Examples of SSRF found in Webhooks and PDF generators

  1. Webhook https://hackerone.com/reports/243277
  2. Webhook https://hackerone.com/reports/56828
  3. Webhook https://hackerone.com/reports/301924
  4. Webhook https://hackerone.com/reports/344032
  5. PDF Generator Owning the clout through SSRF and PDF Generators
  6. PDF Generator Finding SSRF via HTML Injection inside a PDF file on AWS EC2

Sometimes when browsing a website you will even see certain parameter names such as url=, targetUrl=, requestUrl=, path=. Anytime you see either an URL being supplied in a request, attempt to make a request to a domain you control. If you receive a pingback to your server, start investigating where it came from, and what you can control. (response etc).

As well as features and parameter names infront of you, what about the headers you send? Some websites will send a query to urls in the Referer header to check where a user came from as well as querying X-Forwarded-For values (such as an DNS request). Simply set Referer: https://www.yourdomain.com and start logging requests via your own private collaborator server.

Method: DNS Rebinding

If you've got a victims website querying your domain for an DNS answer then you may be able to execute commands behind their firewall. A really great write-up on DNS rebinding can be found here by Daniel Miessler. There is no point in me re-inventing the wheel & explaining it when he does an amazing job. https://danielmiessler.com/blog/dns-rebinding-explained/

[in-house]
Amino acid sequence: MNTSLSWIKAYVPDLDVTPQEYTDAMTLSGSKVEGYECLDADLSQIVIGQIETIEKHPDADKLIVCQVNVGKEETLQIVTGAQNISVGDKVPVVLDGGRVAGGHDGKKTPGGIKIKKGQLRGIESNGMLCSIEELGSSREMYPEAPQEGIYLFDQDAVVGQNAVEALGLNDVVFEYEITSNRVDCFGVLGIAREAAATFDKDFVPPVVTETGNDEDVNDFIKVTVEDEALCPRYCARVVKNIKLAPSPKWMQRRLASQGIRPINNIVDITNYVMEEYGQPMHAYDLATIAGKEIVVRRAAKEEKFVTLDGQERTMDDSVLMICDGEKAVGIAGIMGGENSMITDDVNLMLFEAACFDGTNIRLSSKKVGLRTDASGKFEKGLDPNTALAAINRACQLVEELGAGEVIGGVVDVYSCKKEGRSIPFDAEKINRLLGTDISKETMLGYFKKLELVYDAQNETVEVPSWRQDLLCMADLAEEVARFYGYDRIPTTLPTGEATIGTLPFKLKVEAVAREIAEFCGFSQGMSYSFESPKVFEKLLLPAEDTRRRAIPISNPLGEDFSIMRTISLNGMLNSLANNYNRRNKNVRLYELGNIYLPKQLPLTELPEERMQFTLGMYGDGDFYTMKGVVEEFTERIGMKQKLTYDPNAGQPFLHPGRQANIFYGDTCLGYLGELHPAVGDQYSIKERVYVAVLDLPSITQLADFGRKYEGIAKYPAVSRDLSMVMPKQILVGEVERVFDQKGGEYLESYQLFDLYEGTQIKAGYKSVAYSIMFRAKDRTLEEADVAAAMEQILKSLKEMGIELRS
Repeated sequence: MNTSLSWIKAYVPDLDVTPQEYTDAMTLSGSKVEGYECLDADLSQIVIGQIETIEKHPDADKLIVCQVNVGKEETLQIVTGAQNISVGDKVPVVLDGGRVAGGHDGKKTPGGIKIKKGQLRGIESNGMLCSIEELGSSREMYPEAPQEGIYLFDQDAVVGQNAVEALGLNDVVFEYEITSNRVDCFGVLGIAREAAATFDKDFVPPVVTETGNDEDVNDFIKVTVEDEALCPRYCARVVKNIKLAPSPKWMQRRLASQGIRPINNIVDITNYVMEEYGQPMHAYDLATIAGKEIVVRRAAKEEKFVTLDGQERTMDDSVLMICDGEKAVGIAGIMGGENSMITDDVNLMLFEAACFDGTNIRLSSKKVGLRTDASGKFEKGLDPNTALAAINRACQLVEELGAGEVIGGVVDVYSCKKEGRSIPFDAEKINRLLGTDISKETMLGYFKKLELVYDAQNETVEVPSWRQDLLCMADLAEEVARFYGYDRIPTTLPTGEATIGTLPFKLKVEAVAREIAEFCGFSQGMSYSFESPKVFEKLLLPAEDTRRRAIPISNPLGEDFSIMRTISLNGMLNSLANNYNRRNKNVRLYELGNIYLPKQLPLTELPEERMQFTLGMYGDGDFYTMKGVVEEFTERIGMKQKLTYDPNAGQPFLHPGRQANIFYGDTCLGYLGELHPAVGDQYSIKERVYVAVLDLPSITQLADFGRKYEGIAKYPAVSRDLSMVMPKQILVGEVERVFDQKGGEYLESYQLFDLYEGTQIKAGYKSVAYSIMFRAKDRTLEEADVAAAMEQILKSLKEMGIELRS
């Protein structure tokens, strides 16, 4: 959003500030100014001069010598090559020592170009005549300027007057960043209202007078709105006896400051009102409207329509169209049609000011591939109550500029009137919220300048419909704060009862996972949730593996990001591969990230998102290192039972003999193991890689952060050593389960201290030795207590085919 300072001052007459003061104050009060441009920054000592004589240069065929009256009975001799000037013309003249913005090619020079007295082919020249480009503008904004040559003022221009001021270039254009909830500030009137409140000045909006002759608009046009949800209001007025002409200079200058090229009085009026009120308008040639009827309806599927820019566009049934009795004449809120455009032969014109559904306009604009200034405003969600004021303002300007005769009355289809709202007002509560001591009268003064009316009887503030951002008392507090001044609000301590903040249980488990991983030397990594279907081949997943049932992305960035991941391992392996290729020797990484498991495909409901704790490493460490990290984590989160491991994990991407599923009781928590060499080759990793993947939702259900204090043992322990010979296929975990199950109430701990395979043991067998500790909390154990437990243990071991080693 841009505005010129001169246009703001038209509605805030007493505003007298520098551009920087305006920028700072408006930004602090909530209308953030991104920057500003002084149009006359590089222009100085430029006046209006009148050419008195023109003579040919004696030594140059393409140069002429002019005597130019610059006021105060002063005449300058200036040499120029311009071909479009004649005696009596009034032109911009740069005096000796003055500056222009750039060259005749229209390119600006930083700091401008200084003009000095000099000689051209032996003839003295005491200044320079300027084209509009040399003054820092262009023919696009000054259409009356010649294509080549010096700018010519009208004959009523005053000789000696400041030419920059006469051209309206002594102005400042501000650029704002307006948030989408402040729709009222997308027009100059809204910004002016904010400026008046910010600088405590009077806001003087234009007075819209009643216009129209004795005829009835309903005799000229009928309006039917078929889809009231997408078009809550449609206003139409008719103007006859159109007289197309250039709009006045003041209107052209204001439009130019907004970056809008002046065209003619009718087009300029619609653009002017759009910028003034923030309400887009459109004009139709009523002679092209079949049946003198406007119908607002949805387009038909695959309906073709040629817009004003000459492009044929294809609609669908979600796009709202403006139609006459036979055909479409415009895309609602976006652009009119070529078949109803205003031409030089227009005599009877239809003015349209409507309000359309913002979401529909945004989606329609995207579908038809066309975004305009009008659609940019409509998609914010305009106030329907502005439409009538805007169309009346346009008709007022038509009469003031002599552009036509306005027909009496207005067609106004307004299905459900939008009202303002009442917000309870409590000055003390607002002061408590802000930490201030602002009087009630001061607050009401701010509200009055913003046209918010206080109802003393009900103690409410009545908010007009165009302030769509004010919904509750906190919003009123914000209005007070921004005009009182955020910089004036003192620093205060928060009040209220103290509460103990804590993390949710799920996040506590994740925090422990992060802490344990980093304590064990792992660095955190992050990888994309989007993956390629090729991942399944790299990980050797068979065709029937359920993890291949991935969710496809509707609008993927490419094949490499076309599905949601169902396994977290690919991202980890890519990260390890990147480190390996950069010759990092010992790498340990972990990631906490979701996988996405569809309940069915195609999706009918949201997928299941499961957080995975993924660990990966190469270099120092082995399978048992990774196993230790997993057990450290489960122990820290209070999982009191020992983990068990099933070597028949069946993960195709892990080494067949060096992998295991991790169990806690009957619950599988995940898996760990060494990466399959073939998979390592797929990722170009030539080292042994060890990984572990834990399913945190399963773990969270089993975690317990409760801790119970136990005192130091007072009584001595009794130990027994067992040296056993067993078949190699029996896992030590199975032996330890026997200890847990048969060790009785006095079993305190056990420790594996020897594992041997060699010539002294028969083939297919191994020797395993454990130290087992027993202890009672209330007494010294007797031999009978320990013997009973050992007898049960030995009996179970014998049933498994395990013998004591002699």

Tip: Using open redirects

A lot of researchers will hold onto open url redirects bug for when they discover a potential SSRF bug. This is because sometimes when you have a feature which takes an URL parameter it may block any external requests (such as trying to query example.com). However with an open url redirect on their domain, you can supply this in the URL parameter and hope that their server follows the redirect & lands you a valid SSRF bug. This is because sometimes the code will trust the root domain and allow the input, but will follow the redirect!

Exploiting SSRF bugs and payloads